He added that he hopes some of the 12 families unaccounted for were away on vacation at the time of the collapse. 

Over the years, he said he has encountered residents of Champlain Towers while out walking and exercising. The walking paths along the ocean behind Champlain Towers and other buildings in the area are highly utilized for morning and evening hikes. 

“It is like a community formed out of the need to exercise, and some of the people would stop me and ask for a blessing,” he said. 

Father Sosa visited the family reunification center at the nearby Surfside Community Center twice on the day following the catastrophe, and he had an opportunity to counsel with some of the Catholic families there. 

He has also opened his parish parking lot for the visiting search and rescue and volunteer teams who continue working on the site. From Kendall, St. Agatha’s homeless ministry arrived at the parish Saturday morning with water and other supplies for the search and rescue teams and their dogs. 

Wind, rain and fires at the demolition site have hampered search and rescue efforts. As of Sunday afternoon, June 27, the missing persons list stands at 156 and confirmed fatalities stand at nine. Some of the surviving families have told the media that this crisis won't be over for them until they receive word of their loved one’s status.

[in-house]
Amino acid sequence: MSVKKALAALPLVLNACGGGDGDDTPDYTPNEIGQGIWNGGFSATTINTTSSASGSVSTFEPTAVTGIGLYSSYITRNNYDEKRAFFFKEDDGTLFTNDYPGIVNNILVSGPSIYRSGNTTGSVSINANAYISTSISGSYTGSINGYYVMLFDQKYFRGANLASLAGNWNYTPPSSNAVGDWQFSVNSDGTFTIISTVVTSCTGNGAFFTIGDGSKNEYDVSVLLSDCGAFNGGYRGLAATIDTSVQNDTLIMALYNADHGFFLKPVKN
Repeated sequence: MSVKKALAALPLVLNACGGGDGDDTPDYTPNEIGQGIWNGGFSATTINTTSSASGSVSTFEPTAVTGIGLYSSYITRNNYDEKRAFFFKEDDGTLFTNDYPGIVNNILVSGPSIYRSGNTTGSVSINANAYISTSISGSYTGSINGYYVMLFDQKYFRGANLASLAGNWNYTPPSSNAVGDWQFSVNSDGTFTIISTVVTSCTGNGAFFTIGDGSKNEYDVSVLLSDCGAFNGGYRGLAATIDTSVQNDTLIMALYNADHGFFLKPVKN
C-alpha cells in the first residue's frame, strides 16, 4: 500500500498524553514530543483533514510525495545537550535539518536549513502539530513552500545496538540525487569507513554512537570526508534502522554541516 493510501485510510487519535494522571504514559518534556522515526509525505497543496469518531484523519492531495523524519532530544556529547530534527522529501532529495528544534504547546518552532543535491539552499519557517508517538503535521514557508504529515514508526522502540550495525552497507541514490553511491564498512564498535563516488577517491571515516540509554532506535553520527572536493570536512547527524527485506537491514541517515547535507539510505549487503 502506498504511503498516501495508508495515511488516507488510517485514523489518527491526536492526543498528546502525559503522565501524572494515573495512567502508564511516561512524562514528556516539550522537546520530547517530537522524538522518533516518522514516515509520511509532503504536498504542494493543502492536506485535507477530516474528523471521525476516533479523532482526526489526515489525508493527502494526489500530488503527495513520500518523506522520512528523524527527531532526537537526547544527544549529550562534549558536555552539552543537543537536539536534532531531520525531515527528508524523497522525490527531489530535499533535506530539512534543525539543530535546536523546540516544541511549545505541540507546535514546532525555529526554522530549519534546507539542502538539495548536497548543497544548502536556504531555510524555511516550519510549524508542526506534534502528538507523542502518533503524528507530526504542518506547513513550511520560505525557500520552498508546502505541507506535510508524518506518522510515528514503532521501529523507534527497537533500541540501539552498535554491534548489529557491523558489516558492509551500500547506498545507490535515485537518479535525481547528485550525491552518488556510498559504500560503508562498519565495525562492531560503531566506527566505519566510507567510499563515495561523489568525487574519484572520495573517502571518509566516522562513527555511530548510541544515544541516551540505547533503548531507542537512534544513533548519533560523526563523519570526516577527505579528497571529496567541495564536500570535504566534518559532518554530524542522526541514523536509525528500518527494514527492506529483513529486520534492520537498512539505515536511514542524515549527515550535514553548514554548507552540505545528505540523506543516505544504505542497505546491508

“I am an optimist but sad about this horrible situation. It reminds me of Sept. 11, 2001, but I want to keep hope alive that they will rescue more like they rescued that boy we saw on television,” Father Sosa said. 

His message to those affected by the crisis is to keep up hope and “keep your heart on the one who can grant us the opportunity to see our loved ones, and that is God. Keep your hearts open so you will be able to feel and experience, in the midst of grief, the healing presence of the Lord,” Father Sosa said. 

“May we continue to work together to help the needy and support our rescue teams and searchers as well as the many at the Surfside center and other places who are relating to each other in ways they didn't relate before. Now, somehow, we are all together trying to alleviate the situation and pain caused by this,” he added.

Fire rescue and search specialists at work June 25, 2021 near the partially collapsed Champlain Towers South in Surfside the day after the tragic event.

Photographer: TOM TRACY | FC

Fire rescue and search specialists at work June 25, 2021 near the partially collapsed Champlain Towers South in Surfside the day after the tragic event.


Comments from readers

bill hein - 06/29/2021 09:51 PM
i attended St Joseph school and graduated in 1969. then my mother was the first grade teacher there for 18 years. i knew immediately that St. Joe's was just 2 blocks away and wondered if any parishioners were impacted. prayers for them all. and as a retired first responder (MDPD) i pray for the rescuers as well, they need help from above too. God Bless.